Passing the 19th by Laura Altshul

His mother’s words: Be a good boy!
Whatever that meant in 1920.
What did Harry T. Burn know?
He was a man now: 24
Republican Tennessee Representative.

He’d seen her in the kitchen, kerchief
holding back her hair, the kettle’s steam
whooshing to her face as she fished
out mason jars loaded with peaches
glossily preserved for winter desserts.

Woman and man in black against white city background
Silent Sentinels by Washington Area Spark. CC license.

At meals she served herself last.
Listened, didn’t ask or say much.
He saw her give food to men
who came to the back door
at strange times of the day.

She wore a faded apron all week long,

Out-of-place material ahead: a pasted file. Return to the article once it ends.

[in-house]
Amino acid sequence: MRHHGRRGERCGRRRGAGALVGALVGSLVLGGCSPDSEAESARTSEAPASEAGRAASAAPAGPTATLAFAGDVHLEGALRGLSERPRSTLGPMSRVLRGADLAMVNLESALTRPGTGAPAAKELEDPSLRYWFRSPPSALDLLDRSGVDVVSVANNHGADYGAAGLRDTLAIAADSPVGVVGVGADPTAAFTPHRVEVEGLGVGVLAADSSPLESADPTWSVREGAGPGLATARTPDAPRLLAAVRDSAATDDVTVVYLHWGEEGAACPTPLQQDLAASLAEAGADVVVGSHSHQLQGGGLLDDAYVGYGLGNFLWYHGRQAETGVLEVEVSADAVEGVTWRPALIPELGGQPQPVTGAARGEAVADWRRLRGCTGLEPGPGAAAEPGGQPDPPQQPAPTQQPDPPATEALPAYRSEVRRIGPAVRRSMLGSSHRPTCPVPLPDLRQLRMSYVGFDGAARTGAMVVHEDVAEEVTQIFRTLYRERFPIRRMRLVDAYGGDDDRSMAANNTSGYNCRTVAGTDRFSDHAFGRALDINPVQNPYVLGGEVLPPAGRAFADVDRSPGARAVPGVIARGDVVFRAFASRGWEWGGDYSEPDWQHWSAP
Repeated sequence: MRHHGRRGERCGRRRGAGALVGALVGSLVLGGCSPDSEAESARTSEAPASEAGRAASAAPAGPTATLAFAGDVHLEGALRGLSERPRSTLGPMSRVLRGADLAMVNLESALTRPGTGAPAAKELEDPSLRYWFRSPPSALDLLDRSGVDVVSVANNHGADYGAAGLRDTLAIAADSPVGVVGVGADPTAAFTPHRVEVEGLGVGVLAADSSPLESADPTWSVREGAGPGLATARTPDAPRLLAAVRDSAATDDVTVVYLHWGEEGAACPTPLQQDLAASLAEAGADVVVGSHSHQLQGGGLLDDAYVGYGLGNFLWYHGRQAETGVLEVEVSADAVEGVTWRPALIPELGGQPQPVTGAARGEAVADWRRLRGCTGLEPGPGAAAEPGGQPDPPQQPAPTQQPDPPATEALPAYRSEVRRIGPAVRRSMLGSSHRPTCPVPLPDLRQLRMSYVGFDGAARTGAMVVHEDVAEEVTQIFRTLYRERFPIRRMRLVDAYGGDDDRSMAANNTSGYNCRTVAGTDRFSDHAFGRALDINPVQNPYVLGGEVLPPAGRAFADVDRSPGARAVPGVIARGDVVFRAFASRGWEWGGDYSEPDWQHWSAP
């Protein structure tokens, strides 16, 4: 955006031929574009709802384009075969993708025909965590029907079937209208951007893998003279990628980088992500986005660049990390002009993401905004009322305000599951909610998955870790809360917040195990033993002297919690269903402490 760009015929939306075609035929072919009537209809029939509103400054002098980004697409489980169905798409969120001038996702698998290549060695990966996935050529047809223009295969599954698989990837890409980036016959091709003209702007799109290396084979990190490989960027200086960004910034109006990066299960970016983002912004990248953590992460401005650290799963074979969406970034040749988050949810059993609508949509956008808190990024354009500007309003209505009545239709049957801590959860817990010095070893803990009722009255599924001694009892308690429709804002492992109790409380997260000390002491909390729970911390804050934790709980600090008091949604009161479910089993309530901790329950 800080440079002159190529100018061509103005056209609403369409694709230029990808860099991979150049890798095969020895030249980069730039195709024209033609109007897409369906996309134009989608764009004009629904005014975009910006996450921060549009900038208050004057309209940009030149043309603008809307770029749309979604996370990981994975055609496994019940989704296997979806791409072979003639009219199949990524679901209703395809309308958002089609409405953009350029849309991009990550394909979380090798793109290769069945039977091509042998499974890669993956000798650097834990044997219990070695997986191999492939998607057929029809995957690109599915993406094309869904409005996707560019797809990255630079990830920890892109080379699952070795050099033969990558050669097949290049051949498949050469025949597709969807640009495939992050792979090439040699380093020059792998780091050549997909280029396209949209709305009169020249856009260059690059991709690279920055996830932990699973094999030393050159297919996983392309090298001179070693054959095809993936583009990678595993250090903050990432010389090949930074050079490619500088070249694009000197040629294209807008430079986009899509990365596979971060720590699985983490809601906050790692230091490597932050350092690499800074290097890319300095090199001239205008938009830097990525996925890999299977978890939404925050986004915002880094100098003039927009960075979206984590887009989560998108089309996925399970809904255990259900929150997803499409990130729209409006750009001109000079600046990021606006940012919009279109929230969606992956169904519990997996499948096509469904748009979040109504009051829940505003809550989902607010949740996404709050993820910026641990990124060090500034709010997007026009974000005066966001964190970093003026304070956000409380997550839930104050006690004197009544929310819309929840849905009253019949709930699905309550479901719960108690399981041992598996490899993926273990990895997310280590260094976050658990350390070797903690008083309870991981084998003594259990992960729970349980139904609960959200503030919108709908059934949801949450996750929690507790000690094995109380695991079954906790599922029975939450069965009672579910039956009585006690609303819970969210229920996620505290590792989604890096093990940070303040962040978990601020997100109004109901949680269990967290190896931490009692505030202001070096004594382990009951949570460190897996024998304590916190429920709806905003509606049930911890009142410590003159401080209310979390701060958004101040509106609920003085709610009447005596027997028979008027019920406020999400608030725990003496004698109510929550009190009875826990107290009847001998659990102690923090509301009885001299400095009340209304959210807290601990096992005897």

hung it up before Sunday church.
Sang hymns fervently, a surprising
strength of breath, and sweetness
not audible in her daily speech.

She gardened early and late, violent
towards the weeds threatening
her crops, hacking with her hoe,
pinching weevils and aphids. Tender
with her lettuces and seedlings.

He thought of her now as his turn came
to vote; the numbers were even.
Be a good boy, she’d said.
He still wasn’t sure, but she
carried the day. The 19th was passed.

Laura Altshul
A retired educator, Laura Altshul tutors and serves on non-profit boards focused on providing educational and arts experiences for New Haven’s children whose families don’t ordinarily have access to these opportunities. Her three books of poetry are Searching for the Northern Lights, Bodies Passing, and Looking Out. Her poems have appeared in numerous publications and won several prizes. She and her husband Victor Altshul co-lead the New Haven Chapter of the Connecticut Poetry Society and have given poetry readings throughout the state.

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